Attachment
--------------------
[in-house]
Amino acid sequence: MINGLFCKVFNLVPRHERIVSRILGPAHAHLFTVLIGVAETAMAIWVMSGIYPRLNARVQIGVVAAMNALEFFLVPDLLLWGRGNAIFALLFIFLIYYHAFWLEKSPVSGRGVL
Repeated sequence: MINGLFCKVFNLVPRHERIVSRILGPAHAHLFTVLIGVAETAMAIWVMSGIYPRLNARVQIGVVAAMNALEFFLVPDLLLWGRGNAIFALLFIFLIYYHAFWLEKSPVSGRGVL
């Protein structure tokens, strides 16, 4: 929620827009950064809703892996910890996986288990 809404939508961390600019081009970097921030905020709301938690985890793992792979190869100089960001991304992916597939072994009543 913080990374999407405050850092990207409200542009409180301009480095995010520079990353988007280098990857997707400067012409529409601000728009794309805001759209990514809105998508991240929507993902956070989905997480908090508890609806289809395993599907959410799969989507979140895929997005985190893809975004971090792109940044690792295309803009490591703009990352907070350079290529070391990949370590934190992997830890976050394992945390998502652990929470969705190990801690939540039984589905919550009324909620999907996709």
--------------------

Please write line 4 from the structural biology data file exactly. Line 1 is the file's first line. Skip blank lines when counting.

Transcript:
């Protein structure tokens, strides 16, 4: 929620827009950064809703892996910890996986288990 809404939508961390600019081009970097921030905020709301938690985890793992792979190869100089960001991304992916597939072994009543 913080990374999407405050850092990207409200542009409180301009480095995010520079990353988007280098990857997707400067012409529409601000728009794309805001759209990514809105998508991240929507993902956070989905997480908090508890609806289809395993599907959410799969989507979140895929997005985190893809975004971090792109940044690792295309803009490591703009990352907070350079290529070391990949370590934190992997830890976050394992945390998502652990929470969705190990801690939540039984589905919550009324909620999907996709």